The ErbB/HER family of receptor tyrosine kinases (RTK) plays critical roles in both development and cancer (1). These receptors include EGF receptor (EGFR)/ErbB1, HER2/ErbB2, HER3/ErbB3, and HER4/ErbB4. Numerous ligands have been identified that interact with all HER family receptors, with the exception of HER2. Ligand binding activates multiple downstream signal transduction pathways. HER2 is the common coreceptor for the other HER family members. Association of HER2 with HER3 is the most potent signaling complex formed in this receptor family (2, 3). HER3 is considered a pseudo-kinase (4, 5), but can potently activate phosphoinositide 3-kinase (PI3K) signaling upon dimerization with other HER family members (6). In addition to growth factor regulation of cell proliferation and differentiation, recent reports show an important role for multiple RTK ligands in resistance to kinase inhibitors (7–9). The HER3 ligand, neuregulin 1 (NRG-1), was recently shown to mediate resistance to chemotherapeutic agents as well (10). Moreover, HER3 was reported to mediate resistance to EGFR, HER2, and PI3K inhibitors. Treatment resulted in HER3 activation, leading to attenuation of the response to kinase inhibition (11, 12).
Trastuzumab (Herceptin), a humanized HER2 antibody that binds domain IV of the HER2 extracellular domain (ECD), is used in combination with chemotherapy for treatment of HER2-positive breast cancer. Proposed mechanisms of trastuzumab action include inhibition of ECD shedding, disruption of downstream signal-transduction pathways, induction of cell-cycle arrest, inhibition of DNA repair, decreased angiogenesis, and mediation of antibody-dependent cell-mediated cytotoxicity (ADCC; ref. 13). Clinical benefit from trastuzumab-containing therapy, however, can be limited, especially in the metastatic setting, necessitating development of alternate forms of treatment (14, 15). We developed a cytotoxic drug-conjugate of trastuzumab by covalently linking the antimitotic agent DM1 to trastuzumab through a stable MCC linker. Trastuzumab emtansine (T-DM1) potently inhibits growth of trastuzumab-sensitive and -insensitive HER2-amplified cancer cells and shows a favorable safety profile in preclinical toxicity studies (16). T-DM1 activity has been evaluated in phase II and III clinical trials in patients with HER2-positive locally advanced or mBC (17, 18). T-DM1 (ado-trastuzumab emtansine [Kadcyla]) was recently approved for treatment of patients with HER2-positive mBC who have received prior treatment with Herceptin and a taxane chemotherapy, based on data showing significantly prolonged progression-free and overall survival and less toxicity compared with standard-of-care treatment, lapatinib (Tykerb) plus capecitabine (Xeloda; ref. 19).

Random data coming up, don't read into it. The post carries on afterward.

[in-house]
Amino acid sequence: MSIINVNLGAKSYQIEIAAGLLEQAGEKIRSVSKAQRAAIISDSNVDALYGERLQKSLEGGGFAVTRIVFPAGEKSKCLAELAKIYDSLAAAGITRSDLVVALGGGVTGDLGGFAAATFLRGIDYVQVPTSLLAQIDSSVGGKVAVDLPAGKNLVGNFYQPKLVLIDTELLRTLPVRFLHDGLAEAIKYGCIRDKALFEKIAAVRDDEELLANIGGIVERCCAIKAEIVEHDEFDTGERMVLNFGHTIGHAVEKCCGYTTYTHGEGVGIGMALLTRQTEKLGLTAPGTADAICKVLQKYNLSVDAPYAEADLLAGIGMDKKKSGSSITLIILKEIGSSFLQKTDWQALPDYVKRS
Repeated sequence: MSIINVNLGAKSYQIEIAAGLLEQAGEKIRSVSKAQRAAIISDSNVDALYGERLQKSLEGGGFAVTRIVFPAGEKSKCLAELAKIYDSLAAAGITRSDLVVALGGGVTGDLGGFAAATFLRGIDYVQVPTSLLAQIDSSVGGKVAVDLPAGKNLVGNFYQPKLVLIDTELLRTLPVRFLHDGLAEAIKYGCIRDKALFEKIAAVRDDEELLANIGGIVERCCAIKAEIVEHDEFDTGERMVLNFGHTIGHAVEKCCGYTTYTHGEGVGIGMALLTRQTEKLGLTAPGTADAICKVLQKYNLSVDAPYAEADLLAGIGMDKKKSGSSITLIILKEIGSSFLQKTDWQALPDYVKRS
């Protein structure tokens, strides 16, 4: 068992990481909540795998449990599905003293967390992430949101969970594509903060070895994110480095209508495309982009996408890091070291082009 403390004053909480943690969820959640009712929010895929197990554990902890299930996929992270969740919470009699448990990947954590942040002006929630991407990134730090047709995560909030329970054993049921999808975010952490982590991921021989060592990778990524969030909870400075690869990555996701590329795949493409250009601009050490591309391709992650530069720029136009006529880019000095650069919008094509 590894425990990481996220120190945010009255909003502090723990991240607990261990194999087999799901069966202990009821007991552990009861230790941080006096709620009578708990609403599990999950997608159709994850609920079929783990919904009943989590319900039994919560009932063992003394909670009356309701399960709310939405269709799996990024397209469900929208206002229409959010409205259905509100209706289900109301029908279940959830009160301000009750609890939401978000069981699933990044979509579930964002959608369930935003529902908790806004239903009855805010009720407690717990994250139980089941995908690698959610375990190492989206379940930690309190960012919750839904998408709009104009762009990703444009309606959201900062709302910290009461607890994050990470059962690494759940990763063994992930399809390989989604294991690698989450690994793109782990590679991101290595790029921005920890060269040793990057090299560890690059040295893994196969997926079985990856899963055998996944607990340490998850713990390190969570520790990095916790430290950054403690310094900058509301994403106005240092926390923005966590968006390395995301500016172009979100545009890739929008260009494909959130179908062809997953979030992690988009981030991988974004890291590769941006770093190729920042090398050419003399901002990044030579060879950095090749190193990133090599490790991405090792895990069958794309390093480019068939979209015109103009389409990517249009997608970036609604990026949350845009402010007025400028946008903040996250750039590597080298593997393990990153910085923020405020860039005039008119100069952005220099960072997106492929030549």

In addition to trastuzumab, pertuzumab is a HER2-specific humanized antibody with efficacy demonstrated in mouse xenograft models of breast, lung, prostate, and ovarian cancer (20–23). Pertuzumab binds domain II of the HER2 ECD, preventing ligand-dependent association of HER2 with other HER family members (24) and demonstrated clinical activity as a single agent and in combination with chemotherapy in ovarian, non–small cell lung and prostate cancer (25–29). Pertuzumab combined with trastuzumab has antitumor activity in cell culture (30) and animal models of HER2-amplified cancer (23, 31) and in patients with HER2-positive mBC (32, 33). Combining pertuzumab, trastuzumab, and docetaxel significantly improves the pathologic complete response rate in the neoadjuvant setting compared with treatment without pertuzumab (33). In June 2012, the U.S. Food and Drug Administration (FDA) approved Pertuzumab (Perjeta) in combination with Herceptin and chemotherapy for treatment of patients with HER2-positive mBC who have not received prior anti-HER2 therapy or chemotherapy for metastatic disease (34). We therefore explored the potential of combining T-DM1 with pertuzumab in models of HER2-amplified breast and lung cancer. Our data underscore the feasibility of using multiple strategies to target HER2-positive cancer.